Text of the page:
In the midst of the horrific news of civil war atrocities, alleged chemical weapons attacks, and likely upcoming US missile strikes in Syria, it is refreshing to reflect on two recent civil rights victories for LGBT youth in California.
In the first of these advances, on August 12 Governor Jerry Brown signed into law Assembly Bill 1266, the nation’s first legislation to codify statewide K-12 public school protections for transgender students regarding sex-segregated facilities.
Thanks to the School Success and Opportunity Act, as of January 1, 2014, California youth will have the guaranteed right to access the restrooms and locker rooms that correspond to their gender identities, regardless of the genders listed on their school records.
The new law will also protect the right of public school children to choose whether to participate in boys’ or girls’ sports.
Gender-panicked conservatives have expressed concerns that AB 1266 will be abused by teenaged boys wishing to peek into girls’ bathrooms, or by male athletes seeking a competitive advantage by playing on girls’ sports teams.
However, the Los Angeles Unified School District has enforced a similar pro-transgender rights policy for eight years without a single problem having been reported.
Apparently unconvinced by the blemish-free records of L.A. Unified and other public school districts with similar policies–including San Francisco Unified School District–opposition groups filed paperwork to introduce a ballot initiative overturning the new law only four days after it was signed by Gov. Brown.
Opponents are also gearing up to challenge the School Success and Opportunity Act with lawsuits. The Sacramento-based conservative Pacific Justice Institute is currently seeking plaintiffs to allege privacy violations or reverse discrimination in sports team selections.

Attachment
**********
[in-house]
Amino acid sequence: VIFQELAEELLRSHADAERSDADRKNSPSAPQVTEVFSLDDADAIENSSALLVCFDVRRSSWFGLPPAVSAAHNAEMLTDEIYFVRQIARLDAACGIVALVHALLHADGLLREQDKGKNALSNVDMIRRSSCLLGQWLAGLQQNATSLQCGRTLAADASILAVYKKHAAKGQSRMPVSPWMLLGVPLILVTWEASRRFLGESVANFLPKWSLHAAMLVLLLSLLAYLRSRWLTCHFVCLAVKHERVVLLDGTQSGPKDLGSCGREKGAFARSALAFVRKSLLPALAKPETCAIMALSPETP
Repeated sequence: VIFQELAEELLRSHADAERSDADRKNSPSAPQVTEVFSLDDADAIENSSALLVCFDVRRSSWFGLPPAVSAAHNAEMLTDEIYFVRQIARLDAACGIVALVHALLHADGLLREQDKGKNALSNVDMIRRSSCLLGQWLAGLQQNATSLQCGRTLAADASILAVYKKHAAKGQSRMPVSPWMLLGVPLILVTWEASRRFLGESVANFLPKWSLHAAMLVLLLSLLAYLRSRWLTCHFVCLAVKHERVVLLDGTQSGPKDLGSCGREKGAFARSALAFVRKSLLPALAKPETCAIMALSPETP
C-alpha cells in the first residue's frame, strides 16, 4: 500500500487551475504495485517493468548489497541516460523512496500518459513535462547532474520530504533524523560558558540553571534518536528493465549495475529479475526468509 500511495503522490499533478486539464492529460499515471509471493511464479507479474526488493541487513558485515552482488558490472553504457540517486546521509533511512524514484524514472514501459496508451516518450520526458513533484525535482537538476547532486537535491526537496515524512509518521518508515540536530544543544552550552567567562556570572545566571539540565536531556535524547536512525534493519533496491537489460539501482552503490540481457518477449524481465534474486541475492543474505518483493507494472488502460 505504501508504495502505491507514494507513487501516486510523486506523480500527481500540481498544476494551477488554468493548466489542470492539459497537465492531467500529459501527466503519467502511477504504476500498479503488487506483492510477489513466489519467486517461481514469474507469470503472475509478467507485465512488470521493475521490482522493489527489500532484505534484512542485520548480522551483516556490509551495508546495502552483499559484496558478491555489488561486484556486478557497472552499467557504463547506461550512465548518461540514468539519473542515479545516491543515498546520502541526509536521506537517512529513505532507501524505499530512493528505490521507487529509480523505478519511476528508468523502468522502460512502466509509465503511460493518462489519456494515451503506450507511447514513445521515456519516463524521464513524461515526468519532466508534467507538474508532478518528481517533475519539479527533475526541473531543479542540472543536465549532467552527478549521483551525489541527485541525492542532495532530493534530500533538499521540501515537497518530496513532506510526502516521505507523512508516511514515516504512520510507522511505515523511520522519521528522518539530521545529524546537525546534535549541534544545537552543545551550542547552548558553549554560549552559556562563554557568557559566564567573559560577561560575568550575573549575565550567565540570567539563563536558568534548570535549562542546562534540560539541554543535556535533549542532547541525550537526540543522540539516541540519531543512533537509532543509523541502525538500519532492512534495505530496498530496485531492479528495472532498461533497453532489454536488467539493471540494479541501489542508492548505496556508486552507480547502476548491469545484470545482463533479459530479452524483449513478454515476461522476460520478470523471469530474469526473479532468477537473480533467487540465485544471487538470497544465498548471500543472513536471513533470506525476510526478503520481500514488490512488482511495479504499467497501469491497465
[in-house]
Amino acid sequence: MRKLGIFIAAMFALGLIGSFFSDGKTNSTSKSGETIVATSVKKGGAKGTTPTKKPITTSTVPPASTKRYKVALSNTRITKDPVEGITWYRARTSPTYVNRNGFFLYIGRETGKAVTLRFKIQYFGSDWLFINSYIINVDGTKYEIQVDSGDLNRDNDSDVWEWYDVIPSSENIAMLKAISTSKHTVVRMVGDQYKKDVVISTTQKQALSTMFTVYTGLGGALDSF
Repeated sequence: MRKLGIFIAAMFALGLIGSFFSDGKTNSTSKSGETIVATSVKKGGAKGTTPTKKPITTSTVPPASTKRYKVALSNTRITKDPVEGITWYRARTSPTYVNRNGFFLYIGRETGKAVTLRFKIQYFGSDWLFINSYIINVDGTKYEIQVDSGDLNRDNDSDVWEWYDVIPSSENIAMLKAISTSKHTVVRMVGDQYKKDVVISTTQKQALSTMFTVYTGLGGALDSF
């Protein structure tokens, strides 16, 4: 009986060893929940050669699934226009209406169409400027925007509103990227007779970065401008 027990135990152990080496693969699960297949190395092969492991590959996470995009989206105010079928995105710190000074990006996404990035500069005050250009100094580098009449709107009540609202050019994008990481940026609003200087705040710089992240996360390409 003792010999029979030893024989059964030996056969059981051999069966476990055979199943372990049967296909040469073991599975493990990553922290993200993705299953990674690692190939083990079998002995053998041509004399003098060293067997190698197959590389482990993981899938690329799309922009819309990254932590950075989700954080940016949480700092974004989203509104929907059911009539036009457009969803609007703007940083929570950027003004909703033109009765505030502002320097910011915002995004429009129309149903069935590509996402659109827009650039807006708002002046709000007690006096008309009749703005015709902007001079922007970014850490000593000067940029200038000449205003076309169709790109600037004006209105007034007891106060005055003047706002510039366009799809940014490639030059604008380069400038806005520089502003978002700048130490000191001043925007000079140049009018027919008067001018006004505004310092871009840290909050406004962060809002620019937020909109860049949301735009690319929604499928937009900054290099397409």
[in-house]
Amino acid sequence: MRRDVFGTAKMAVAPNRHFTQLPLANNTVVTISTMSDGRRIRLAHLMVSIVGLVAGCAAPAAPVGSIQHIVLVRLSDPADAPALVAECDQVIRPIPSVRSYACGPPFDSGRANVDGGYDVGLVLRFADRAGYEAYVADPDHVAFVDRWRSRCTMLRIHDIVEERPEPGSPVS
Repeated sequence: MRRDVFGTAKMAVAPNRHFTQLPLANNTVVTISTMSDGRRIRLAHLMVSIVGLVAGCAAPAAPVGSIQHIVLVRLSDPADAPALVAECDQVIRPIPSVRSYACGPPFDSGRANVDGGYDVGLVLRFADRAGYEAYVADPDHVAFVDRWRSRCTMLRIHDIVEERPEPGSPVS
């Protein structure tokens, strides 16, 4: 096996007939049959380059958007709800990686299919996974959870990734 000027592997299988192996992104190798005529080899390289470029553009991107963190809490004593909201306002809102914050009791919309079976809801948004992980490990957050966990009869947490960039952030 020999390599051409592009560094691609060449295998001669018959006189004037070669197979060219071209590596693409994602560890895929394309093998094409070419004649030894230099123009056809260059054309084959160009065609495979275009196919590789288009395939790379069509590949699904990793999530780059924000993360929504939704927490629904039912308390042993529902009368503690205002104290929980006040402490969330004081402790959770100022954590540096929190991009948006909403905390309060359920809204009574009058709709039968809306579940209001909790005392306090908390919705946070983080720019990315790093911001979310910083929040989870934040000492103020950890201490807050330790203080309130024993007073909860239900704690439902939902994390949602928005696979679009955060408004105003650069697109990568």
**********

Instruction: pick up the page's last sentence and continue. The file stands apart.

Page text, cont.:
Fortunately, there is good reason to predict that opposition efforts will fail, at least in the courts: In the second recent victory for LGBT California youth, on August 29 the Ninth Circuit Federal Court of Appeals unanimously upheld the state’s ban on so-called conversion therapy for gay and transgender children.
The court ruled simultaneously against two challenges to SB 1172, also the first law of its kind in the nation.
Signed by Governor Brown in September 2012 and originally scheduled to go into effect this past January, SB 1172 barred licensed California mental health providers from engaging in attempts to change the sexual orientation or gender expression of a minor, on the grounds that such “reparative therapy” is both ineffective and potentially harmful.
The Ninth Circuit ruling overturned an injunction that had prevented the Sexual Orientation Change Efforts (SOCE) prohibition from going into effect as scheduled. Plaintiffs had challenged the statute on the basis that it violated freedom of speech, a claim that was unequivocally dismissed by the court.
California is now free to enforce its ban on SOCE, thus protecting LGBT and questioning minors from dangerous “therapies” condemned by every major medical and mental health organization in the nation, including the American Psychological Association (APA), the American Medical Association (AMA), and the American Academy of Pediatrics.
The federal appeals court decision is good news for gay and transgender youth in New Jersey as well, where Governor Chris Christie signed the country’s second anti-SOCE bill into law last month.
Meanwhile, the California legislature continues to blaze the trail for LGBT rights and protections.
On September 3, with bipartisan support, the state senate passed AB 663, a bill that provides for mandatory training to ensure respectful, competent care for LGBT seniors in residential facilities.
Later that same week, the senate overwhelmingly approved legislation to make it easier for transgender Californians to obtain changes to legal names and documents to accurately reflect their gender identities.
This bill, AB 1121, removes significant bureaucratic and financial impediments to procuring gender-corrected birth certificates, and exempts transgender persons from the expensive and potentially dangerous public name-change announcement currently required by state regulations.
Both bills now await only Governor Brown’s signatures to become law.
May the governor soon grant us two more reasons to celebrate in California.